I’ve got a problem.
Really, for a building intended for long term care, most facilities are very poorly designed. Too small rooms, cramped bathrooms and other…architecturally questionable choices characterize most facilities of my experience.
It’s something a lot of aides tend to lump in with sins of management, but really, I don’t think it’s their fault. The people in the offices today aren’t the ones who approved this design–and a renovation can only do to fix a problem of square footage.
But whoever’s fault it is, I’ve still got a problem. I need to change Mrs. D and my path is blocked by her visitor and neighbor on the hall, Mr. E. They’ve been spending a lot of time together, I think as I contemplate the problem. Actually, it’s rather interesting, how his wheelchair exactly fits in the space between her dresser and bed…exactly, with no more than an inch or two clearance on either side.
Whoever designed this room shouldn’t have graduated from Architecture School, I think, and not for the first time.
There’s not enough room for me to get behind the wheelchair and I don’t feel like hopping over the bed. So instead, I grab Mr. E’s hands and pull him towards me as I walk backwards, watching carefully to make sure his butt stays in the wheelchair. Explaining to my supervisor how I managed to dump him on the floor is NOT a conversation I want to have. Fortunately, both he and the chair stay together as it rolls forward.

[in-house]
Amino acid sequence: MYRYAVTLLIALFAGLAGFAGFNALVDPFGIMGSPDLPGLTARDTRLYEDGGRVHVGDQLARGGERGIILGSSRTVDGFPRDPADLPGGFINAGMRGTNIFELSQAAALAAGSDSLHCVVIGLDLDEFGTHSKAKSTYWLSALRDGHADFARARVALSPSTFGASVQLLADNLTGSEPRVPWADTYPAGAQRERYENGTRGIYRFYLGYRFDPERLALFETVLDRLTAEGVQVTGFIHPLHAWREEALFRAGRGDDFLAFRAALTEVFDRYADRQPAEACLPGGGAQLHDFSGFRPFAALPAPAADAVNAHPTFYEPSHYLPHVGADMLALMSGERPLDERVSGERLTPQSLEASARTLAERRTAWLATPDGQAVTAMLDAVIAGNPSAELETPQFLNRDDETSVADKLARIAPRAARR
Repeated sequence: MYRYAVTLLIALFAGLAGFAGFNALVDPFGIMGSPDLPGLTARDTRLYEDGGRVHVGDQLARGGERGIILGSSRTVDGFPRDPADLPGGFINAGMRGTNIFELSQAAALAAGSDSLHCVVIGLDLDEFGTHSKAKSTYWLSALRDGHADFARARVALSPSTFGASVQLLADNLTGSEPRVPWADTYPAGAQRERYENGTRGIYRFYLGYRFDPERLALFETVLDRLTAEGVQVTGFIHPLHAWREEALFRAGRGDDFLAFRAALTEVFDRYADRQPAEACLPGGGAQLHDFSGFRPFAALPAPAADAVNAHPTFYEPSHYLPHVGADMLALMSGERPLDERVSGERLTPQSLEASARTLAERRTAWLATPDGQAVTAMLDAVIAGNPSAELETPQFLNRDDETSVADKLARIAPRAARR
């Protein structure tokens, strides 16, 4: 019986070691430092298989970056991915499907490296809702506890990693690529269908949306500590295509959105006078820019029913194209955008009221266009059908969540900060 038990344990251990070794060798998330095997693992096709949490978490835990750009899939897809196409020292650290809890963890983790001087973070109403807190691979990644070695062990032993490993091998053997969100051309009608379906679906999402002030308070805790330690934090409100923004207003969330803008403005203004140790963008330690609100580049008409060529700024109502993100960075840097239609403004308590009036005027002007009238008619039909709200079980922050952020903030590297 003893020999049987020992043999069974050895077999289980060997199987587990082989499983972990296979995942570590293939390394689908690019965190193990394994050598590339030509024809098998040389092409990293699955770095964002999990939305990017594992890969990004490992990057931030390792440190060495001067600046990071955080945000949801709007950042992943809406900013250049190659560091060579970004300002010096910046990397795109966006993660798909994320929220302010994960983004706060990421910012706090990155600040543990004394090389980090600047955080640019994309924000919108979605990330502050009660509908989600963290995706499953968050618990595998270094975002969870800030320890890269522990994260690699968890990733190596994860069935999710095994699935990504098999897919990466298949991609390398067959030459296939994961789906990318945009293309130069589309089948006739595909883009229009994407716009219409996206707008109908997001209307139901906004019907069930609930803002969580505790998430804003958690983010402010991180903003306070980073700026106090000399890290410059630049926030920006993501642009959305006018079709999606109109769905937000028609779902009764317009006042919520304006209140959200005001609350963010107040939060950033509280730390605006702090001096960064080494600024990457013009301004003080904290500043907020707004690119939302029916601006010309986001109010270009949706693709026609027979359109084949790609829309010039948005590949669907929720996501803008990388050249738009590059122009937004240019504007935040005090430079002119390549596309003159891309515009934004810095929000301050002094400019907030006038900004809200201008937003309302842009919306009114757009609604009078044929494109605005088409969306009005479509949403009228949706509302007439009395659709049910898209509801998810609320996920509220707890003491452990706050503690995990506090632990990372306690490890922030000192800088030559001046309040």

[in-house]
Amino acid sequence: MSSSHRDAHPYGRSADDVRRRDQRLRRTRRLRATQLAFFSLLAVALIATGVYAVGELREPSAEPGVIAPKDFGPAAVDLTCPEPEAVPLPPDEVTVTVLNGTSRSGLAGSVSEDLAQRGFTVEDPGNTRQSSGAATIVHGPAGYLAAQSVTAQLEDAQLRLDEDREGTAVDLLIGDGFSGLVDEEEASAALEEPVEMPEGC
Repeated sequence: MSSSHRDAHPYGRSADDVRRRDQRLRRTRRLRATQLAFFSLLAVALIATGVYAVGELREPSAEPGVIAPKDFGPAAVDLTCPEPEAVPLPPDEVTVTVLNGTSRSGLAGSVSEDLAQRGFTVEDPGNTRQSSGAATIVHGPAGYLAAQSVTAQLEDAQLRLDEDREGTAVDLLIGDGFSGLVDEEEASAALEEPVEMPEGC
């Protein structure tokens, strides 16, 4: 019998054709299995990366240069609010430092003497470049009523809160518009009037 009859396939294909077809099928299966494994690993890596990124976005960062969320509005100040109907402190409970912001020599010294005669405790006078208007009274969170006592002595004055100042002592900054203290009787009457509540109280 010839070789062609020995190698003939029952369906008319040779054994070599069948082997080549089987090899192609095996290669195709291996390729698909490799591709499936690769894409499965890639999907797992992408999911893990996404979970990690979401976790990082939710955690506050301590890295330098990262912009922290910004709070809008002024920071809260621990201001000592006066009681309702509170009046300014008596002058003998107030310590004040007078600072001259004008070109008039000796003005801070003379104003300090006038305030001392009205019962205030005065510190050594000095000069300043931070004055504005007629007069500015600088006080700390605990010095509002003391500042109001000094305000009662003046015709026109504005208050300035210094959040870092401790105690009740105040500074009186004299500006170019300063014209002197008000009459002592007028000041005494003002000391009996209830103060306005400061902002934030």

His face breaks into a smile that grows and grows; when I’ve pulled him far enough so that I could get behind the wheelchair, I don’t have the heart to stop. He’s laughing as I pull him out into the hall. On impulse, I pull him in a circle clockwise, then counterclockwise.
Our mingled laughter echoes down the hall. In the gaps, I hear the whispers:
“Come here! Look at this!”
“She’s dancing with him!”
“No fair, Mr! I called dibs on her!”
“My turn next!”
I turn him once more, then reluctantly, I let go of his hands. After all, this whole thing started as a way to get him out of the way so I could change his friend. The dancing was a happy accident.
Or rather, an unexpected good memory. I can see the life shining in his eyes…a piece of his youth has returned to this wheelchair bound old man. He’s not helpless in a home, he’s just a man dancing with a woman.
And I’ve received as much, if not more, than I gave.
I wish I had more time to devote to doing fun stuff with my residents, but we do the best we can in the odd three-minute-stretches we can spare from the mad race of a shift.